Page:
After days of brilliant sunshine comes a soft and liquid morning, where droplets of rain cling precariously to arching branches and damp fallen leaves carpet the ground. I wish there more autumn days like this before winter sets in.
The Dutch photo collector, Erik Kessels, whose installation at the Foam photography gallery in Amsterdam makes an overwhelming point about the mind-numbing age of infinite Flickr uploads in which we live, points out rightfully that we are "drowning in pictures of the experiences of others." And I am guilty of adding to the deluge with these photos of my walk around the Brooklyn Botanic Garden today.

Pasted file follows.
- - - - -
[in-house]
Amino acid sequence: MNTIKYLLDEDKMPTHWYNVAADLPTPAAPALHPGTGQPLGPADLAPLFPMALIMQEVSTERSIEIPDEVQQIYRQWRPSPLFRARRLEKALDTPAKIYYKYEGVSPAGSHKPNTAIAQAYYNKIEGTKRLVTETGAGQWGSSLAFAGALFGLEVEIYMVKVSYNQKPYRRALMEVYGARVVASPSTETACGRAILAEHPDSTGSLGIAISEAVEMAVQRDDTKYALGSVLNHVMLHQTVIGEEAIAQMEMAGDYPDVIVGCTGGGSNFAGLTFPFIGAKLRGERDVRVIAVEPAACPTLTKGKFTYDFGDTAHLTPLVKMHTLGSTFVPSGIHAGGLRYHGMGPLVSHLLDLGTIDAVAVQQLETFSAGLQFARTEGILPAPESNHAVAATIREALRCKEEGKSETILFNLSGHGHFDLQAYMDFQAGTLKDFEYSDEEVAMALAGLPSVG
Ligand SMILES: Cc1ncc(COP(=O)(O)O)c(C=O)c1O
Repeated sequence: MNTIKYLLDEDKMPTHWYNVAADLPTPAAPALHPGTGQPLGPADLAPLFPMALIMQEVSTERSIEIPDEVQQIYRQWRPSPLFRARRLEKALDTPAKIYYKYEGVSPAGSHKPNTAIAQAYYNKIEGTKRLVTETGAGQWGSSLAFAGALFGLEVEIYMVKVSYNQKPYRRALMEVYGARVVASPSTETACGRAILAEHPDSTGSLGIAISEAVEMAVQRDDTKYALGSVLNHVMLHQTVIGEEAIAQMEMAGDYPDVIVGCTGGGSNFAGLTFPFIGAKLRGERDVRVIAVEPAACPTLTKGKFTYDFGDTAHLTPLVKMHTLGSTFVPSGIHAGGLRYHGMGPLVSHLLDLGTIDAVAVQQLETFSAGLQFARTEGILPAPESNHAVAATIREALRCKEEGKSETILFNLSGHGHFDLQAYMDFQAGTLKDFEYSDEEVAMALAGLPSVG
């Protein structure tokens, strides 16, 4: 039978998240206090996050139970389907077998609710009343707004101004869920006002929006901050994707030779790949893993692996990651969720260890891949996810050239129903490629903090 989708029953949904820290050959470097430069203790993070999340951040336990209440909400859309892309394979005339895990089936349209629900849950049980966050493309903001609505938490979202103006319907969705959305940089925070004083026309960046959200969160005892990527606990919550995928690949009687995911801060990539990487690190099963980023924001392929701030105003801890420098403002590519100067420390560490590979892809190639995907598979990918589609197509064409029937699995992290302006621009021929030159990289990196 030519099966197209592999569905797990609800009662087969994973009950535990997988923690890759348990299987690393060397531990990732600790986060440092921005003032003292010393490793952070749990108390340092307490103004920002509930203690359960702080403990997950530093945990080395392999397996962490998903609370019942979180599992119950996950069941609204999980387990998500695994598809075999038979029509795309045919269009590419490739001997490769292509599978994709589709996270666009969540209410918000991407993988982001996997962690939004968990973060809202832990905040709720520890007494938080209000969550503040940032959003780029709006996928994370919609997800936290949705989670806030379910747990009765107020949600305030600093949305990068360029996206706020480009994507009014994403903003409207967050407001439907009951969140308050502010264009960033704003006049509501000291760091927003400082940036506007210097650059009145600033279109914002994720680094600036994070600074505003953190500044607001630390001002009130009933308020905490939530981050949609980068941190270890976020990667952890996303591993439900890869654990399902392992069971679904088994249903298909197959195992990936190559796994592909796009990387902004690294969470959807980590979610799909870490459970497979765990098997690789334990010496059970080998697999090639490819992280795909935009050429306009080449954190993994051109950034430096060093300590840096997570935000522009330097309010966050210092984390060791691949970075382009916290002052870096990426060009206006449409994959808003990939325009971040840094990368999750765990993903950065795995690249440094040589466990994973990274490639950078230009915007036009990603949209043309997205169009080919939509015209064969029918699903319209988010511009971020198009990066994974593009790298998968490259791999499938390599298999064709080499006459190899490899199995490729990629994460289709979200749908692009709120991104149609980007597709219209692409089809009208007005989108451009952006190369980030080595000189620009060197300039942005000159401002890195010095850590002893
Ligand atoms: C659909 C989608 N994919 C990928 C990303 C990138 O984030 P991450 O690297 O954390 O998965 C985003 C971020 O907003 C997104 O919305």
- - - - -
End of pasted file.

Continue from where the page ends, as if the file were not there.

Meanwhile, here's an excerpt from the foreword written by Deborah Needleman, which sums up the idea of the book:
Ngoc’s book is a sonnet to the seasons. It rejoices in the beauties particular to each, and to the immense joy to be had from paying witness to those changes, and of bringing its fruits into the home. That is the message of this book, made abundantly clear through Ngoc’s text and the effect of her poetic photographs. But underlying that, her pictures also reveal her expansive appreciation for the variety of ways flowers have been used in different cultures and times in history.